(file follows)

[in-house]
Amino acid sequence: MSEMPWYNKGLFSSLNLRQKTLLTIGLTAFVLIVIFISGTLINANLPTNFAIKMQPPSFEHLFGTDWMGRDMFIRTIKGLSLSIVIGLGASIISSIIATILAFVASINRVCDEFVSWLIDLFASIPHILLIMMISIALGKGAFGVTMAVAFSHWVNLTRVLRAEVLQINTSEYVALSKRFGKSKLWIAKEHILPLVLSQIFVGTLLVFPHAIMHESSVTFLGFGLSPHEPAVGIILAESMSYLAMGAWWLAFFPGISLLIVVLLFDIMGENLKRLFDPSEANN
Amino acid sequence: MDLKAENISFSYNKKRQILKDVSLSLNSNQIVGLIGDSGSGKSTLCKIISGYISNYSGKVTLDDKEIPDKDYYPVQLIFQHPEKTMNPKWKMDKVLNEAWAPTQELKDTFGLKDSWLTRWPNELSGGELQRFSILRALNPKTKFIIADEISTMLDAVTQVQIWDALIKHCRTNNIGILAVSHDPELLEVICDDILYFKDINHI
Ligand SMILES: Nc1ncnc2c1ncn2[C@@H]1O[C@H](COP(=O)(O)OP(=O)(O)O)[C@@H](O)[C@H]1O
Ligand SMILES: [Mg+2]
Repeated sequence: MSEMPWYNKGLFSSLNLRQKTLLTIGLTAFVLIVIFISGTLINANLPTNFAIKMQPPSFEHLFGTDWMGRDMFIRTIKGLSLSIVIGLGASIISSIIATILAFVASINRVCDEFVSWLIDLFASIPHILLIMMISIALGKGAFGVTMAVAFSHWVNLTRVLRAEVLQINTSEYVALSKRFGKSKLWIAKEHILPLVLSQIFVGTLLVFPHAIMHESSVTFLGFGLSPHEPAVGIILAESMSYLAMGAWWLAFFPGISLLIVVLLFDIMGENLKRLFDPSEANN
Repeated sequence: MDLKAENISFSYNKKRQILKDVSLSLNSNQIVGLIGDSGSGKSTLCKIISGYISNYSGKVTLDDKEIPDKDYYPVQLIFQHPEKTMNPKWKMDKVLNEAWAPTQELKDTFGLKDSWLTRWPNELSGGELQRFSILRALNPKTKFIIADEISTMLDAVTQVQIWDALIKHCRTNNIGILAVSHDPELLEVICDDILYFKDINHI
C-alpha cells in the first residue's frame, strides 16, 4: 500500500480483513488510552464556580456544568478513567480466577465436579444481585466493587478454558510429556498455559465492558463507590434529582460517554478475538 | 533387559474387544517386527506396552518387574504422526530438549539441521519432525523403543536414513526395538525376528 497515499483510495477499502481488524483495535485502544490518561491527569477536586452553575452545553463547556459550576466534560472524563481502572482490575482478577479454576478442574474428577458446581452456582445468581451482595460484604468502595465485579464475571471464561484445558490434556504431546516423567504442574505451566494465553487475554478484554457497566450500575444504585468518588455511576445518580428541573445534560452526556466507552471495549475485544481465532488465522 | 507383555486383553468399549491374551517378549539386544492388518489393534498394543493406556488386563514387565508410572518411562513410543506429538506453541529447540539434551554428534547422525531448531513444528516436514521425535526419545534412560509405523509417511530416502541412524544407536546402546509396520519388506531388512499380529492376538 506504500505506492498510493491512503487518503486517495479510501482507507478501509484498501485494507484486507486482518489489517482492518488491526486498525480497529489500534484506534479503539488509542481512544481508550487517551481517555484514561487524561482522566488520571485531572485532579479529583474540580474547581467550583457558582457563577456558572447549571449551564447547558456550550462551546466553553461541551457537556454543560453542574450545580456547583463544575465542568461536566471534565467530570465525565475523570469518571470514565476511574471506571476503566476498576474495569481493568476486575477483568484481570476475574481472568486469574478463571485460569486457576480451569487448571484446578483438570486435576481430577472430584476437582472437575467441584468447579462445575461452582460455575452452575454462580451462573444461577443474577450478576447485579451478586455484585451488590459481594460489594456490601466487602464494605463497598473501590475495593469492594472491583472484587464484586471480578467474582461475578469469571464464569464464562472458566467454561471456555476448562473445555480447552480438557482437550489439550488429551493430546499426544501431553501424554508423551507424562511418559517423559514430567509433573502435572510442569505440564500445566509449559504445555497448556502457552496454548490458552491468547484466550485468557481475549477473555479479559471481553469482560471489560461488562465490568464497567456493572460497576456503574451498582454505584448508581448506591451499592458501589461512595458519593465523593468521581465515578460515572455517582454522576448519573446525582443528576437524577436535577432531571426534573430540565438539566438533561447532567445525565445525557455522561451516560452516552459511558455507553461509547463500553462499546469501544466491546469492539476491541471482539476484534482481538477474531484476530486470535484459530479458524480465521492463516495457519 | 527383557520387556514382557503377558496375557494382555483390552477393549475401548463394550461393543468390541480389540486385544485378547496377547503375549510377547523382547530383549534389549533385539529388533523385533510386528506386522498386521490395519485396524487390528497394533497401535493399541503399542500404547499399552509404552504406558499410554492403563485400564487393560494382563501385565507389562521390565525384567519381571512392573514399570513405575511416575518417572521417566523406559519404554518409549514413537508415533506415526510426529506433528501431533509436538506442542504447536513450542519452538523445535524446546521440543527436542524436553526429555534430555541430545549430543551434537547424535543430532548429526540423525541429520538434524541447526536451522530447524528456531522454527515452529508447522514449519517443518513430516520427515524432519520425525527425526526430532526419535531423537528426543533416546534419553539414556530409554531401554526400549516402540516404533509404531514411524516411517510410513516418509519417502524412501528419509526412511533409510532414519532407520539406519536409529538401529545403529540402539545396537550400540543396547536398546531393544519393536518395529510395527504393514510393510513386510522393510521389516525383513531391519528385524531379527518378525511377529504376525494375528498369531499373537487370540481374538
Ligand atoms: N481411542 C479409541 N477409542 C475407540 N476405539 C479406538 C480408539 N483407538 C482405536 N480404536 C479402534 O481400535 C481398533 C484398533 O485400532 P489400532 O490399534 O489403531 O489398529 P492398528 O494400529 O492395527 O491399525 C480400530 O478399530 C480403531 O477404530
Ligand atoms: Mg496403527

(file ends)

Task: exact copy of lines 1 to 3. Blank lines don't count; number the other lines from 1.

[in-house]
Amino acid sequence: MSEMPWYNKGLFSSLNLRQKTLLTIGLTAFVLIVIFISGTLINANLPTNFAIKMQPPSFEHLFGTDWMGRDMFIRTIKGLSLSIVIGLGASIISSIIATILAFVASINRVCDEFVSWLIDLFASIPHILLIMMISIALGKGAFGVTMAVAFSHWVNLTRVLRAEVLQINTSEYVALSKRFGKSKLWIAKEHILPLVLSQIFVGTLLVFPHAIMHESSVTFLGFGLSPHEPAVGIILAESMSYLAMGAWWLAFFPGISLLIVVLLFDIMGENLKRLFDPSEANN
Amino acid sequence: MDLKAENISFSYNKKRQILKDVSLSLNSNQIVGLIGDSGSGKSTLCKIISGYISNYSGKVTLDDKEIPDKDYYPVQLIFQHPEKTMNPKWKMDKVLNEAWAPTQELKDTFGLKDSWLTRWPNELSGGELQRFSILRALNPKTKFIIADEISTMLDAVTQVQIWDALIKHCRTNNIGILAVSHDPELLEVICDDILYFKDINHI